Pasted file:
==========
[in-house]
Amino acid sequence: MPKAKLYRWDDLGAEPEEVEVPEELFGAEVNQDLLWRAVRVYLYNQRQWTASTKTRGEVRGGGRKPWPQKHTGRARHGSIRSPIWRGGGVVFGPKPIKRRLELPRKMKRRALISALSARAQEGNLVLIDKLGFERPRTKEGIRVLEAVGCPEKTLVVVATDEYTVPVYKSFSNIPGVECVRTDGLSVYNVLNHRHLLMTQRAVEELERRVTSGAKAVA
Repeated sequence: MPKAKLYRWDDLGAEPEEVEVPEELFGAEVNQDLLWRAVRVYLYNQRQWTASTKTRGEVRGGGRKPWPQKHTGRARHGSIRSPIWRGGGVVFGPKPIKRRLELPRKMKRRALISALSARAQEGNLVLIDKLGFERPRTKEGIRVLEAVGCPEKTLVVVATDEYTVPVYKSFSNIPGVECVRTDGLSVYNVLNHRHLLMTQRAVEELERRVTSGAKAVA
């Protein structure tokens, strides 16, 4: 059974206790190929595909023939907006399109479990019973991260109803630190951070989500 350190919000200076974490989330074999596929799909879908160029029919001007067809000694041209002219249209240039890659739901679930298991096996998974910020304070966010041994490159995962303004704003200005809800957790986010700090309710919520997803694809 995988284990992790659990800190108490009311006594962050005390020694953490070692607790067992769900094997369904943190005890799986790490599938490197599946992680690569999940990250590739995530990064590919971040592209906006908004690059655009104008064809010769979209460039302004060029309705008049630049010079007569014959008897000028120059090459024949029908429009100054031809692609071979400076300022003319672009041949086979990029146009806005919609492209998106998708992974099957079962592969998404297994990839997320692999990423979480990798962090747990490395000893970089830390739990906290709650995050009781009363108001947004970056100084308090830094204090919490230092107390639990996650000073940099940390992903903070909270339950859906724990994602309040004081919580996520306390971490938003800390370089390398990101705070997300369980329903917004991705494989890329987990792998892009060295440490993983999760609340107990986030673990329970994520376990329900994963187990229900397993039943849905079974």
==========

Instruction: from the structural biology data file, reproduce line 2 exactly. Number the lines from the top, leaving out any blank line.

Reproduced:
Amino acid sequence: MPKAKLYRWDDLGAEPEEVEVPEELFGAEVNQDLLWRAVRVYLYNQRQWTASTKTRGEVRGGGRKPWPQKHTGRARHGSIRSPIWRGGGVVFGPKPIKRRLELPRKMKRRALISALSARAQEGNLVLIDKLGFERPRTKEGIRVLEAVGCPEKTLVVVATDEYTVPVYKSFSNIPGVECVRTDGLSVYNVLNHRHLLMTQRAVEELERRVTSGAKAVA